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The DJ can refuse to pay for the repairs. Contractual obligations are defined by a time frame. The agreement between her and the repairer was limited to a duration that expired on March 5th. She can argue that her commitment to paying the repairer elapsed on March 5th as agreed after which their contractual engagement expired. Furthermore, by failing to meet the agreed deadline, the repairer violated the initial agreement which rendered the contract null. Also by hiring a new equipment, her legal team can argue that she already incurred expenses for the occasion in consideration. Therefore, the repairer’s services would not have served its intended purposes that was instead taken care of by the turntable the DJ hired. These rendered their services useless. It is in this light of matters that the DJ can refuse to compensate the repairer for the costs incurred in mending the equipment.

Question 6

Performers’ rights is the Copyright issue highlighted in the case study. GOODTIMES through their employee Fiona Footage infringes copyright rules by downloading an experimental movie made in Berlin that they use to fulfill their crime and drugs theme of the party. First it becomes a copyright issues under the performers’ rights act which compels for one to ask for permission before airing or exhibiting the recorded performance of another party. In the case study, Fiona Footage downloaded the Film without seeking the permission of the film maker in Berlin. Secondly, it becomes a copyright issue as GOODTIMES used the film for commercial purposes. The party attendees paid ticket money with the movie being one of the benefits they were to enjoy in exchange. Therefore, it is true to say that the movie show generated income for GOODTIMES. This infringes the Intellectual property rights of the Berlin Company as the revenue generated is not shared with them.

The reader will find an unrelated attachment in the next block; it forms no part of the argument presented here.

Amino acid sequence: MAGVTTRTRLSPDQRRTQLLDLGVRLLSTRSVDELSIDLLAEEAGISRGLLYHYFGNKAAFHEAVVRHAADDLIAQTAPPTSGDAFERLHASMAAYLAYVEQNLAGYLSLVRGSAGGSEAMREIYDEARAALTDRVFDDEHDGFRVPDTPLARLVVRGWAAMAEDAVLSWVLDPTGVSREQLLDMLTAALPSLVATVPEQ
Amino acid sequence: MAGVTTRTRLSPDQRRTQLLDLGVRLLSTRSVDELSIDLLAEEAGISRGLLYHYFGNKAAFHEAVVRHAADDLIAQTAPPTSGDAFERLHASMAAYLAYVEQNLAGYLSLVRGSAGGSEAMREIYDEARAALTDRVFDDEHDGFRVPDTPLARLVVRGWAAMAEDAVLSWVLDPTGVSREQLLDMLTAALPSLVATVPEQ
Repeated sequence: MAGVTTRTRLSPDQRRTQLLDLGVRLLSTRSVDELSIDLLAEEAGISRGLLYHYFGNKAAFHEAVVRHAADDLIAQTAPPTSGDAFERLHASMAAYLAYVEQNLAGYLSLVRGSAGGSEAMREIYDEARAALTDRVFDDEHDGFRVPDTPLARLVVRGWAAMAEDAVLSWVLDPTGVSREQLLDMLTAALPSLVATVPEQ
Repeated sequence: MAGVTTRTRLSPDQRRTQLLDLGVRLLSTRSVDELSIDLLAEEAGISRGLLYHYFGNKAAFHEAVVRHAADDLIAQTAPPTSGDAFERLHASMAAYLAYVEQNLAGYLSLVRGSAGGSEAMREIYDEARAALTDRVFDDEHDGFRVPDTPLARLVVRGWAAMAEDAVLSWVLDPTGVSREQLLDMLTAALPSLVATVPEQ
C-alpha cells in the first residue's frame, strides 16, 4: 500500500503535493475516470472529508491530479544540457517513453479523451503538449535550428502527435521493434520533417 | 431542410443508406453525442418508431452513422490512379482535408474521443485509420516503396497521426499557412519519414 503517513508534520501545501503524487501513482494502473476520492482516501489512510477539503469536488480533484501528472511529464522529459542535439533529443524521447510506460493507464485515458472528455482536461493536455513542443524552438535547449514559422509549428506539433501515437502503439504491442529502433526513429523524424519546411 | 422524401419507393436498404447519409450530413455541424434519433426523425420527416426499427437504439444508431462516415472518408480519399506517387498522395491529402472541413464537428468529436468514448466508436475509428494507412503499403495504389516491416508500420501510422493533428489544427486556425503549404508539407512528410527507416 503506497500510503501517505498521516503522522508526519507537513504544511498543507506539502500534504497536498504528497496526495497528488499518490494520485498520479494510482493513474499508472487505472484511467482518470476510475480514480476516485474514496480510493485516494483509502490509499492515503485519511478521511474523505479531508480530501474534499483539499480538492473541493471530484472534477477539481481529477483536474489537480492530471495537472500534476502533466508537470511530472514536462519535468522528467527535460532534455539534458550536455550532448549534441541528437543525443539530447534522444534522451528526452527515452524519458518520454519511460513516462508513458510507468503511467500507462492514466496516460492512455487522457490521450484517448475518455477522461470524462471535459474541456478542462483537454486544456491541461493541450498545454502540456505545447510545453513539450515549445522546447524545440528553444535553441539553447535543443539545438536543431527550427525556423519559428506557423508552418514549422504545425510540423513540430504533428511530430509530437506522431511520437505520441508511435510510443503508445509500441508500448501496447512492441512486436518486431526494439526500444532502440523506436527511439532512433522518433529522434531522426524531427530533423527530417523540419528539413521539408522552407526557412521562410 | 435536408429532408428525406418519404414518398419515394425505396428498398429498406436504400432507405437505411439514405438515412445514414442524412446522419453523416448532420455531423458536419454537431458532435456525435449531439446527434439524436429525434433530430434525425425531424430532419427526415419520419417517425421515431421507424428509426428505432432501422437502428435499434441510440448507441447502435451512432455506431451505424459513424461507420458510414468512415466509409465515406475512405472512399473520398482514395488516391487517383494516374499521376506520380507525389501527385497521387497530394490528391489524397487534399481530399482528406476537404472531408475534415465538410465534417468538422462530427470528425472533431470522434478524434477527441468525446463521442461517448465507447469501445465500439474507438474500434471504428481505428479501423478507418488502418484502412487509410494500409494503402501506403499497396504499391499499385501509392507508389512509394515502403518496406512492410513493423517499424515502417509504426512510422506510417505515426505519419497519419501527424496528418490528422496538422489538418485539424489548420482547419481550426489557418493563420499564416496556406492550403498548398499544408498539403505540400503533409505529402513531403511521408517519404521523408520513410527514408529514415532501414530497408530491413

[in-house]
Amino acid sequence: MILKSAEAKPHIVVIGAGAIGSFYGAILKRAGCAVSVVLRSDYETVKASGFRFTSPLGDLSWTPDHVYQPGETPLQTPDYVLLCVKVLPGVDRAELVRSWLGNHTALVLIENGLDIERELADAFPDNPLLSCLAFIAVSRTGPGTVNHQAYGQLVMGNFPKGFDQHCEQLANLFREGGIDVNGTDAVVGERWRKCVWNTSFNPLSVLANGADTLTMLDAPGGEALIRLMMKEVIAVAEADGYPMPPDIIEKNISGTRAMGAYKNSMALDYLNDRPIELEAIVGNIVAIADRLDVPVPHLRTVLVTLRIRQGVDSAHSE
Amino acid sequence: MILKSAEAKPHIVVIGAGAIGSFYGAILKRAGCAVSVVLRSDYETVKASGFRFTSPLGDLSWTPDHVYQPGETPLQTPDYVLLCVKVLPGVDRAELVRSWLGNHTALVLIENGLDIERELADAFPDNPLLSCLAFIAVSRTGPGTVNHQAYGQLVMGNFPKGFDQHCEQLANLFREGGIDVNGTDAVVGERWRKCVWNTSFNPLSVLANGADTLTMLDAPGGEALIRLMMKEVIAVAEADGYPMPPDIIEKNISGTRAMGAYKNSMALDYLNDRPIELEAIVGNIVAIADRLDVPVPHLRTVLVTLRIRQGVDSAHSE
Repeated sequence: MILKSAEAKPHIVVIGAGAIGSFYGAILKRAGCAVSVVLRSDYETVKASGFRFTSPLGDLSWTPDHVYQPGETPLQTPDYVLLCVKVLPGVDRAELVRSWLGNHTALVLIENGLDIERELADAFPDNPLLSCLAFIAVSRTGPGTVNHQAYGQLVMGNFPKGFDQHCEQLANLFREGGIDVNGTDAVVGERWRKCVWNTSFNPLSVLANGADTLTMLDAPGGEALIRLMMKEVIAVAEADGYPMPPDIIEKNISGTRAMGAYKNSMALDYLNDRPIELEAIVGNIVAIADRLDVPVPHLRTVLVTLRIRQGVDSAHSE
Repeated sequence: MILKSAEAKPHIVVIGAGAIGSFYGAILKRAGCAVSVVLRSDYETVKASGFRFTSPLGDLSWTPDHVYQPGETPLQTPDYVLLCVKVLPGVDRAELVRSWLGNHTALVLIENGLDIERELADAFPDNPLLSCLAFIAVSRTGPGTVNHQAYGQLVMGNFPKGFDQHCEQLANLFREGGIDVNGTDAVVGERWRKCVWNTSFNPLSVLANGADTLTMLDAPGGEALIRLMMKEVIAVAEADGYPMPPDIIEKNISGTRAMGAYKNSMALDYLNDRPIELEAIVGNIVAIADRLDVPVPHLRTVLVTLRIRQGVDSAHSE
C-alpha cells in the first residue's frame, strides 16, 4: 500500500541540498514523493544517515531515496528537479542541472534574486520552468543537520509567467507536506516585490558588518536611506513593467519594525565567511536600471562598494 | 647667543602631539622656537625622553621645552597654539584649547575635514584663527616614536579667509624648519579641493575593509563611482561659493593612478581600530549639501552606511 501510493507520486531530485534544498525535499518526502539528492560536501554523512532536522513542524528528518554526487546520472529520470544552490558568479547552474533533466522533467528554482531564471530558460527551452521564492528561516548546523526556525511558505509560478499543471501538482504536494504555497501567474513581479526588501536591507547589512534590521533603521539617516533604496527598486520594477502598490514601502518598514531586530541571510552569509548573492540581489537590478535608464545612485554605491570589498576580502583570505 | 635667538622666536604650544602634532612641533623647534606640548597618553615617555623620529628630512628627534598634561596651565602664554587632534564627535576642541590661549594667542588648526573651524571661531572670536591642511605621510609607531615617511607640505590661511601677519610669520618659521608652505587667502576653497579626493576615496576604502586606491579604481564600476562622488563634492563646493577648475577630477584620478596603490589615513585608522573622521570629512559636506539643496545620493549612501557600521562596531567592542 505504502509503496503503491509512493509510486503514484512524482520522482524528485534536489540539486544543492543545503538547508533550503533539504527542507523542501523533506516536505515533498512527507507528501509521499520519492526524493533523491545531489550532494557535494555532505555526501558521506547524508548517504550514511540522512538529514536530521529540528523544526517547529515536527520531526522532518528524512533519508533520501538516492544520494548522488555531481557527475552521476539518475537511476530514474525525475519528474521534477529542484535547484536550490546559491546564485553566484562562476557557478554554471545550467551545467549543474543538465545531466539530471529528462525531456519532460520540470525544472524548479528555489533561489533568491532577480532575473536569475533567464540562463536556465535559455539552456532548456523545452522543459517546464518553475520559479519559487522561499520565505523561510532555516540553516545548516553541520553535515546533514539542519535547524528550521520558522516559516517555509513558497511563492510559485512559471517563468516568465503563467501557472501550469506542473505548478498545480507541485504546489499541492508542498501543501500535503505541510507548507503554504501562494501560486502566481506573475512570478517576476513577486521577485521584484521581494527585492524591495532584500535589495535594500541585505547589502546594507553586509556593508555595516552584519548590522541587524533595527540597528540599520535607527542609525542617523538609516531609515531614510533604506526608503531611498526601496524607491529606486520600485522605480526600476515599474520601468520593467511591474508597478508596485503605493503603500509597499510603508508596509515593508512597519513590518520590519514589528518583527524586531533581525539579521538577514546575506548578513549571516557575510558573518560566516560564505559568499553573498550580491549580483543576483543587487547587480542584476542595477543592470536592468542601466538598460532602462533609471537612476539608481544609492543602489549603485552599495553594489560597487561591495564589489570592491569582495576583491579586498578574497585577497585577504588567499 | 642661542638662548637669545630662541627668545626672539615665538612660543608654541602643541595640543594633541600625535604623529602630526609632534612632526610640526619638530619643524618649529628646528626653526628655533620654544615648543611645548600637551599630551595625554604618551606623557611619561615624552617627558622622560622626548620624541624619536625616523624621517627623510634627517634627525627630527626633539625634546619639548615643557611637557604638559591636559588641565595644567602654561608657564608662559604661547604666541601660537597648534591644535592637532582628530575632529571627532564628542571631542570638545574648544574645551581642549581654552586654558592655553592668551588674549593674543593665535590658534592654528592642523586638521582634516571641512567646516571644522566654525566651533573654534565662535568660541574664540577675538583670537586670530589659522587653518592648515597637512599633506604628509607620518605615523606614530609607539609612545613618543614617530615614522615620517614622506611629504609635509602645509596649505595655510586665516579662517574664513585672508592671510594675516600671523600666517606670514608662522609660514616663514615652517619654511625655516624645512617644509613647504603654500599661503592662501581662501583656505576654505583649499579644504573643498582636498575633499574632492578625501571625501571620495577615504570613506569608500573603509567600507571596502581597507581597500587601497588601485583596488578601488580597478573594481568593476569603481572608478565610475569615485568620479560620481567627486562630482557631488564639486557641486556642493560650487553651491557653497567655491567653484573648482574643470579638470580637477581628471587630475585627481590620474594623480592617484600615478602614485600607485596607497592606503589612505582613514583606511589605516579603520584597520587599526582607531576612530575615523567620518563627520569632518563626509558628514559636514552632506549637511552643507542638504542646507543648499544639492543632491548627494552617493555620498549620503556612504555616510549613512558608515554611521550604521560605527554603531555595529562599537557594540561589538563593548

Licensing Copyrights material are also brought in to question. BADMOVIES projects images of contemporary arts, magazines as well as pages they scanned from magazines and excerpts from DVD movies. Under copyright protection act, one can only use published material entitled to another party either by getting the license to do so and being granted permission to do so by the material copyright custody owner. It is debatable whether Jeff Noet Versus Sarah Strategy concert scenario is a copyright infringement but all facts indicates that Jeff had not protected his idea.

The other copyrights highlighted is when a BADMOVIES’ dancer is heard shouting Jeff Noet’s poem. This becomes a copyright issue as it was done so without the permission of Noet. Sarah Strategy who has a mutual relationship with the publisher Noet wanted his work published from violated Noet’s artistic creation rights by giving his poem to BADMOVIES for the party’s performance. The question of whether or not the work had been published to make Jeff the legitimate owner of the work could be another issues of discussion on the court’s floor. Irrespective, Jeff has claims to the poem as he is the writer.